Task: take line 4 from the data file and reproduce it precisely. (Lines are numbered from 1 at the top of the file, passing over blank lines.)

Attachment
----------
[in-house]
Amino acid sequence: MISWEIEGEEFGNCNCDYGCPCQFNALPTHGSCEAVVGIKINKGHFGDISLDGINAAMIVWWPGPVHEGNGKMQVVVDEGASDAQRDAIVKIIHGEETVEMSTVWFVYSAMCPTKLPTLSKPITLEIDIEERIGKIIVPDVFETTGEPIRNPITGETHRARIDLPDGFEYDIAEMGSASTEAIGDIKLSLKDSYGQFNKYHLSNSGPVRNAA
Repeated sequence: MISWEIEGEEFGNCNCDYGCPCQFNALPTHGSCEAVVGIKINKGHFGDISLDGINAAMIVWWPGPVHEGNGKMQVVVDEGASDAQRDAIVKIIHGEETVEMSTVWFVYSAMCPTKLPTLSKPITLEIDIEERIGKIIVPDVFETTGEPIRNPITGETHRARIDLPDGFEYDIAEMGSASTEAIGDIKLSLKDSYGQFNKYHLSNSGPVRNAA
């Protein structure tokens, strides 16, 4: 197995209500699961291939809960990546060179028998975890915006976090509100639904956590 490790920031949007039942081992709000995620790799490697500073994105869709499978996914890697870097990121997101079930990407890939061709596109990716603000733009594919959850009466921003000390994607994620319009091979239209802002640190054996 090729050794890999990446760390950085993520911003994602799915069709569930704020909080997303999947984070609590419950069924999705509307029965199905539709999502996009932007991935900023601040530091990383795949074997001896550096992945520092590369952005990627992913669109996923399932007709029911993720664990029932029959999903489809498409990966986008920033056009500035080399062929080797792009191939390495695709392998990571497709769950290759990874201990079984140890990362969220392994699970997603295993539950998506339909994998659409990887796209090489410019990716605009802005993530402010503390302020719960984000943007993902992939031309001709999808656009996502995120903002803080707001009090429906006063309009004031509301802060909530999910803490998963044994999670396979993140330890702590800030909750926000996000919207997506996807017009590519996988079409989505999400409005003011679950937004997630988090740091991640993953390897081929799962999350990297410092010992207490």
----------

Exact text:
């Protein structure tokens, strides 16, 4: 197995209500699961291939809960990546060179028998975890915006976090509100639904956590 490790920031949007039942081992709000995620790799490697500073994105869709499978996914890697870097990121997101079930990407890939061709596109990716603000733009594919959850009466921003000390994607994620319009091979239209802002640190054996 090729050794890999990446760390950085993520911003994602799915069709569930704020909080997303999947984070609590419950069924999705509307029965199905539709999502996009932007991935900023601040530091990383795949074997001896550096992945520092590369952005990627992913669109996923399932007709029911993720664990029932029959999903489809498409990966986008920033056009500035080399062929080797792009191939390495695709392998990571497709769950290759990874201990079984140890990362969220392994699970997603295993539950998506339909994998659409990887796209090489410019990716605009802005993530402010503390302020719960984000943007993902992939031309001709999808656009996502995120903002803080707001009090429906006063309009004031509301802060909530999910803490998963044994999670396979993140330890702590800030909750926000996000919207997506996807017009590519996988079409989505999400409005003011679950937004997630988090740091991640993953390897081929799962999350990297410092010992207490």